beef wellington wrote:Yes, if only there existed some financial instrument that could provide liquidity to institutions or individuals who are unable to immediately satisfy their debts and obligations.
And even if they were able to take a loan in order to finish off the payments, it doesn't change the fact that if they ran out of money, they'd have to end their LRAP program. This is why Yale--with the biggest endowment and the best COAP program in the country--specifically states the funds are not unlimited. This may seem novel to you, but programs that make the school PAY for a student's education are often the first things to go when a school is having a budget crisis. Harvard got rid of their third year tuition waiver for public interest students. Luckily they are honoring the 1Ls who are the on the program now--but it's not going to be there in the future. Many schools don't have an LRAP program period.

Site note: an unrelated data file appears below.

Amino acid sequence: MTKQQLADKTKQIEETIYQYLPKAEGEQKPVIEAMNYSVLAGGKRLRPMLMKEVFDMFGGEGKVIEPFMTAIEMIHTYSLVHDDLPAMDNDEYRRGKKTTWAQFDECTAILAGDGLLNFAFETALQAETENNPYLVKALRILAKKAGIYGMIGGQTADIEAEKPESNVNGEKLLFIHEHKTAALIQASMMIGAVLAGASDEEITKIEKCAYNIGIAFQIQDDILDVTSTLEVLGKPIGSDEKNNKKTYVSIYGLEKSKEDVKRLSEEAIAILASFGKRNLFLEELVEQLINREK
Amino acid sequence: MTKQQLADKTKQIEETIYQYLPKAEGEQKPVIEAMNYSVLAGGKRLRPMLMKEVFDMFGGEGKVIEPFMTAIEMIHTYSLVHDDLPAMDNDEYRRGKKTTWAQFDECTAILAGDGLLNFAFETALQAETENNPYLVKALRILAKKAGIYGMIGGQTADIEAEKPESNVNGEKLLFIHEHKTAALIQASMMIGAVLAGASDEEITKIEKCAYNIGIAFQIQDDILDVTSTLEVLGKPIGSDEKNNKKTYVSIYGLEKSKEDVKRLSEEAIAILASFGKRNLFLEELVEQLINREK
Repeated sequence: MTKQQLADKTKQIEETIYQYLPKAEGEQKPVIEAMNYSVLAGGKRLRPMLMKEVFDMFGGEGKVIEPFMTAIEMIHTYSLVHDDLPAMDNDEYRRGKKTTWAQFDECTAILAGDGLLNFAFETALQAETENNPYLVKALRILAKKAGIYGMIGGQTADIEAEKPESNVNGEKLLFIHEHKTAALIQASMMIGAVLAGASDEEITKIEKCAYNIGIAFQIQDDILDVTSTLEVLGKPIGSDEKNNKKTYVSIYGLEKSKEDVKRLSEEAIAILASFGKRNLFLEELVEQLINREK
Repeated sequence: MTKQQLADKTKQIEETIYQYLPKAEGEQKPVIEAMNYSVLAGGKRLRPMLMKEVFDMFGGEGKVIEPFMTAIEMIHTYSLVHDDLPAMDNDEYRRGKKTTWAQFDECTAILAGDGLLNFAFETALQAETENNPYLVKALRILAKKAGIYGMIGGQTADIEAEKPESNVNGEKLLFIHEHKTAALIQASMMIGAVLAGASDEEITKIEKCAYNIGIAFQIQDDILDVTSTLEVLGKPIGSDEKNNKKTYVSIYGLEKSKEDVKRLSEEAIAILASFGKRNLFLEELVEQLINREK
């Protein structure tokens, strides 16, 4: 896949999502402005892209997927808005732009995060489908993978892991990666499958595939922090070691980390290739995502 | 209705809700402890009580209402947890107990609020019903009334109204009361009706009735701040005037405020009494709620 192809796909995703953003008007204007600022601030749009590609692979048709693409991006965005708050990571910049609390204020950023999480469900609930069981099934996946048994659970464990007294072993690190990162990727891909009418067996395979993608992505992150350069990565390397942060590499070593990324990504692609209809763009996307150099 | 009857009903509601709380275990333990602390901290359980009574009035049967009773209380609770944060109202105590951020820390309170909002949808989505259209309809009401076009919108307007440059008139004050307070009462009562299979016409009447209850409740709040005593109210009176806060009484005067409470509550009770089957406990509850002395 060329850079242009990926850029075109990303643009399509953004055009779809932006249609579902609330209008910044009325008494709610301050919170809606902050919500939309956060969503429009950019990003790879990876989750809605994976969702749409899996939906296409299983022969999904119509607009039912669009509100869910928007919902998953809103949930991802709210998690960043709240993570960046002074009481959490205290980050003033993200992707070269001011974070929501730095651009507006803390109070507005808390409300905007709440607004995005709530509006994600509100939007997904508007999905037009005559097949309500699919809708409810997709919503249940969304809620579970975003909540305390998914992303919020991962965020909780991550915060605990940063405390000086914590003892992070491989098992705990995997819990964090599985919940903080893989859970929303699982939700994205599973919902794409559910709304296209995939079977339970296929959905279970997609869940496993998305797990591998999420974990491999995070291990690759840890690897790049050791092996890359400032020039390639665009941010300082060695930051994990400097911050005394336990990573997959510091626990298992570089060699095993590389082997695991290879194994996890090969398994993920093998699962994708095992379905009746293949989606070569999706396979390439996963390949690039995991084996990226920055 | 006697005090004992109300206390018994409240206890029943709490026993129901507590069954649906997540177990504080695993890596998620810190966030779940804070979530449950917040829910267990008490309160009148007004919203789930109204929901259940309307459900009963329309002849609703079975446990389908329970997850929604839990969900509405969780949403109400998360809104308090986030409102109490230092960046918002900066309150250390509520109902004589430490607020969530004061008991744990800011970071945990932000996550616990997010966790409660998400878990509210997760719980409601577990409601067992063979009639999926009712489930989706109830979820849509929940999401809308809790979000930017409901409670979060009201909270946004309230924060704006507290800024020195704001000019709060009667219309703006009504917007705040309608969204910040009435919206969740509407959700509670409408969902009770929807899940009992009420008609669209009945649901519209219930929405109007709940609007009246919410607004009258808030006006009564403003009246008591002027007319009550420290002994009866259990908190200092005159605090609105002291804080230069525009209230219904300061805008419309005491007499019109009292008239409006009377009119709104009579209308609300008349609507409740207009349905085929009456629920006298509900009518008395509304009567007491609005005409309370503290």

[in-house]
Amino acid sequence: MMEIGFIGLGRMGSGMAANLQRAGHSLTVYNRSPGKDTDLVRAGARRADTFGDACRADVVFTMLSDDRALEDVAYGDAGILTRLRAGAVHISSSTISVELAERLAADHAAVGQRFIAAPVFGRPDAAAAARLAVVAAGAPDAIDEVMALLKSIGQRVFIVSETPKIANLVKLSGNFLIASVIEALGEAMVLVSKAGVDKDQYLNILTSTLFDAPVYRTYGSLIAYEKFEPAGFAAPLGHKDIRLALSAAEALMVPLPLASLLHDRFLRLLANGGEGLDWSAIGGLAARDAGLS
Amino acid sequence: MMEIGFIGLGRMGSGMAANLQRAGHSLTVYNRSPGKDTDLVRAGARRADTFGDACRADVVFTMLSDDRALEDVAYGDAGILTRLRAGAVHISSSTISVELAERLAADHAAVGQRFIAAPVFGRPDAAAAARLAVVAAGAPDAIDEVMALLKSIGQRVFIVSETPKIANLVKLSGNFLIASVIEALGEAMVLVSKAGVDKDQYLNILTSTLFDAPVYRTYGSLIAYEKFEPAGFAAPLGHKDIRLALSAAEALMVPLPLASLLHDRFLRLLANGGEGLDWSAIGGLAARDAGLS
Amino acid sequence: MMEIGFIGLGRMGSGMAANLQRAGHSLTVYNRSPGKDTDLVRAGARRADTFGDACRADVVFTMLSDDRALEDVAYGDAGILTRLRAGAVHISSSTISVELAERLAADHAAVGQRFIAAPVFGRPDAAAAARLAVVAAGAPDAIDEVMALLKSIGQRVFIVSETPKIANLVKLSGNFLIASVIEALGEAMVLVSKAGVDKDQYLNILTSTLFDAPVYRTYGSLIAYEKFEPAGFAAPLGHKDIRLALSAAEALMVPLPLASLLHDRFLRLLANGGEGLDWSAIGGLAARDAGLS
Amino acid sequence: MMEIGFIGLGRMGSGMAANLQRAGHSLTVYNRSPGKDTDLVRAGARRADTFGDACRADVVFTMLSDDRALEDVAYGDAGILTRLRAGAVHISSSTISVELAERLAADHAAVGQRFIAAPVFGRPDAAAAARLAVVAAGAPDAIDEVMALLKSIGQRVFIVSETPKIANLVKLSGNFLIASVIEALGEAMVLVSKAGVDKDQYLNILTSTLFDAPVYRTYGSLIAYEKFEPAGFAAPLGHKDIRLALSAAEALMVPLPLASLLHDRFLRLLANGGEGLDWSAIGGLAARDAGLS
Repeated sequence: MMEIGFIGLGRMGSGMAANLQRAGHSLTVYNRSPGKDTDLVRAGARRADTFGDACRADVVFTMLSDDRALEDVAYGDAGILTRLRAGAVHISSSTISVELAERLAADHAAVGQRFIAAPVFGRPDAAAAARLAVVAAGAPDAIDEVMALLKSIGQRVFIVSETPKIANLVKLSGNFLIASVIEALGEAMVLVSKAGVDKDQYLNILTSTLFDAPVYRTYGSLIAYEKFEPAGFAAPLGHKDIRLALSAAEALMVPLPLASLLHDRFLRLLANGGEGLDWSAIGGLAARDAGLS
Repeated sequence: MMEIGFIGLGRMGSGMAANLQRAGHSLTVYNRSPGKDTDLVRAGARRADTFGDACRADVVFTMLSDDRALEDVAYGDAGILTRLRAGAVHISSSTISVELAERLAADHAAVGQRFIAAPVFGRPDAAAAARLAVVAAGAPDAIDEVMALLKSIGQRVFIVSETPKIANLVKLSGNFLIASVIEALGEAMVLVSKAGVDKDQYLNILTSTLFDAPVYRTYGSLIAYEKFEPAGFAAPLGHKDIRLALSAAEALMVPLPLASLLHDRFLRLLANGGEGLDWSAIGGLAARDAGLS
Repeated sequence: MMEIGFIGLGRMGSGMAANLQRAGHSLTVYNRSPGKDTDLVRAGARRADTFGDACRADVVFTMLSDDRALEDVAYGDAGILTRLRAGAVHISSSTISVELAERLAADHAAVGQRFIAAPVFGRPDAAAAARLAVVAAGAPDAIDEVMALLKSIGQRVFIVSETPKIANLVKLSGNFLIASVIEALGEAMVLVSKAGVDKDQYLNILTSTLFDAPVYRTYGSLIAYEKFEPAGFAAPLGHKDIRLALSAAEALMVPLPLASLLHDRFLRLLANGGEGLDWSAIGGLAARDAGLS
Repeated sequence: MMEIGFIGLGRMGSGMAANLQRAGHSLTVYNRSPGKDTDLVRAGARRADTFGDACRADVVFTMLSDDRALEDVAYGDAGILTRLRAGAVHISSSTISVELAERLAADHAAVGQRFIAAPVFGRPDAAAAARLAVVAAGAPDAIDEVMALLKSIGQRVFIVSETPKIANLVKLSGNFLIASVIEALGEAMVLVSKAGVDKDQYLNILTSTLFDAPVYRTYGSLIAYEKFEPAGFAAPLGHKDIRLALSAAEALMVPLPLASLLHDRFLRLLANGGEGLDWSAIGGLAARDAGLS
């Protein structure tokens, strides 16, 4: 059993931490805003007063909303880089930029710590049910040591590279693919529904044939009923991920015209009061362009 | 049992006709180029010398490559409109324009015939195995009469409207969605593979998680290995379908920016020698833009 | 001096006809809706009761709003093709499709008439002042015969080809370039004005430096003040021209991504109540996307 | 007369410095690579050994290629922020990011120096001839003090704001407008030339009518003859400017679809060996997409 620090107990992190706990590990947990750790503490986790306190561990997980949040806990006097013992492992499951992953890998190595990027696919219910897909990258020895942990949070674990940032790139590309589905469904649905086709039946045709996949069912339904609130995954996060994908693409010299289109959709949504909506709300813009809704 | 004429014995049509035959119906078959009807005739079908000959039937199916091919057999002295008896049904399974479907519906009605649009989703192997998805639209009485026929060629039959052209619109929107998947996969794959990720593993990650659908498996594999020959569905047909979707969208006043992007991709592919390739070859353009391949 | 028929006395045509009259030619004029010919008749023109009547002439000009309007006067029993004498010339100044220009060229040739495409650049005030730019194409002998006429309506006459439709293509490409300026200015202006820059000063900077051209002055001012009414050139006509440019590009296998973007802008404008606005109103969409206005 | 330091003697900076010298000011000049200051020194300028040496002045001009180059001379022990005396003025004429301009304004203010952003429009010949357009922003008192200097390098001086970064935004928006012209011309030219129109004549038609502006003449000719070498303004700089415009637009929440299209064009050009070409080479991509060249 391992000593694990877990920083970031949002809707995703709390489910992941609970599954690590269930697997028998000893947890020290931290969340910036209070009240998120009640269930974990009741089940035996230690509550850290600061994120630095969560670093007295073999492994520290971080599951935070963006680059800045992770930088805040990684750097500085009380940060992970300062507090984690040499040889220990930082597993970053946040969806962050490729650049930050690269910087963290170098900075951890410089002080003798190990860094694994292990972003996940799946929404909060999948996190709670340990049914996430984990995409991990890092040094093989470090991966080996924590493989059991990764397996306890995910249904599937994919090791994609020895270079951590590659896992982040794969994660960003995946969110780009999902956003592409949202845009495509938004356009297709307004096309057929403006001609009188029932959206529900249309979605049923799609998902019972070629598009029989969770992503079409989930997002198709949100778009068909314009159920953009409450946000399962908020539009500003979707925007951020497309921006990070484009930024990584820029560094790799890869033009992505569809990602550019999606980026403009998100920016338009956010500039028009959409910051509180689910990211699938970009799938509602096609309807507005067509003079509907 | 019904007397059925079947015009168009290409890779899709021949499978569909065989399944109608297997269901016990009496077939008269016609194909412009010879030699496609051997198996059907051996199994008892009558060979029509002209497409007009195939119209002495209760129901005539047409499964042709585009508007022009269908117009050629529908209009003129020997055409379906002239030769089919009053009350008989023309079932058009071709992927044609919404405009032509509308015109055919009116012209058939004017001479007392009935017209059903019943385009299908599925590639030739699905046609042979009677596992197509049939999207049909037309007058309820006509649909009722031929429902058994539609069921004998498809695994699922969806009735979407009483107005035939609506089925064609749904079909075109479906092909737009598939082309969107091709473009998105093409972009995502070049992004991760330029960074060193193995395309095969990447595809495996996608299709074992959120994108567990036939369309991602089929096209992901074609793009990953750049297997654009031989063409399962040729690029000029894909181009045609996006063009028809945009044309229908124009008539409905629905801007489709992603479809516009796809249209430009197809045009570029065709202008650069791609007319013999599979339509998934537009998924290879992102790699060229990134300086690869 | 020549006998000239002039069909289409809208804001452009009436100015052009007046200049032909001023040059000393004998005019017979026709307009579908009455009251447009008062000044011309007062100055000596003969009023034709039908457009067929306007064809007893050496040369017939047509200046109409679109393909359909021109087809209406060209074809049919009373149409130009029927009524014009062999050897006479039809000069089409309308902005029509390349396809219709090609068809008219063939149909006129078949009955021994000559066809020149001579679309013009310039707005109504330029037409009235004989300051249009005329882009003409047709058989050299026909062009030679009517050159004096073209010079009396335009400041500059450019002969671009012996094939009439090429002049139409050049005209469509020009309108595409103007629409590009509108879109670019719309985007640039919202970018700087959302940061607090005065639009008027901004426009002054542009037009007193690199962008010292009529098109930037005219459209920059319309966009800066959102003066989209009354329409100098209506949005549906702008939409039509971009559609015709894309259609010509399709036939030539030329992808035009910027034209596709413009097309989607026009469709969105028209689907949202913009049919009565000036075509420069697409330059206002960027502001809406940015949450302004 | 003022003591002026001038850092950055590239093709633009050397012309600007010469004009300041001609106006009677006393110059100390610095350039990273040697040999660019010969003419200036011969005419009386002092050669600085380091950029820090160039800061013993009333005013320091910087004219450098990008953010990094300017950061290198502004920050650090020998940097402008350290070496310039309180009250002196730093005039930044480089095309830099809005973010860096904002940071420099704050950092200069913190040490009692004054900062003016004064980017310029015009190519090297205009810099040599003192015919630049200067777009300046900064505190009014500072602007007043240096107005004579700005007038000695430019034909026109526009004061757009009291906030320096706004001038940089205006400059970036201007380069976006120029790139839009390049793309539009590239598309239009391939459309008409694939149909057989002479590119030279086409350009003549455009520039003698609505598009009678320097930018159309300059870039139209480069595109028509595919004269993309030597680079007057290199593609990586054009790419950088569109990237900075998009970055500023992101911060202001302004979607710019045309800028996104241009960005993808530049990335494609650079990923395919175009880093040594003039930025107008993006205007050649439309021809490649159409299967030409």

So say you pick SLS. Your 2L year they end their LRAP program due to budget problems (not going to happen, obviously, but a hypothetical). You're still fucked. You haven't even applied yet. You have no security through their program. You have $150,000 of debt and no repayment program through the school to use. Boalt's disclaimer is saying the same thing--"If we don't have any money (or less money) when you apply, we might have to reject applicants (or redisburse pro-rata) based on how much we have." I don't see what gives anyone pause in that statement. Their LRAP program exists. They are raising tuition $13,000 per student in order to keep programs like that afloat. They know how to form a budget and they aren't idiots. Their LRAP program isn't a liability--just like the LRAPs at SLS, YLS, HLS, NYU, CLS, and other top schools aren't a liability.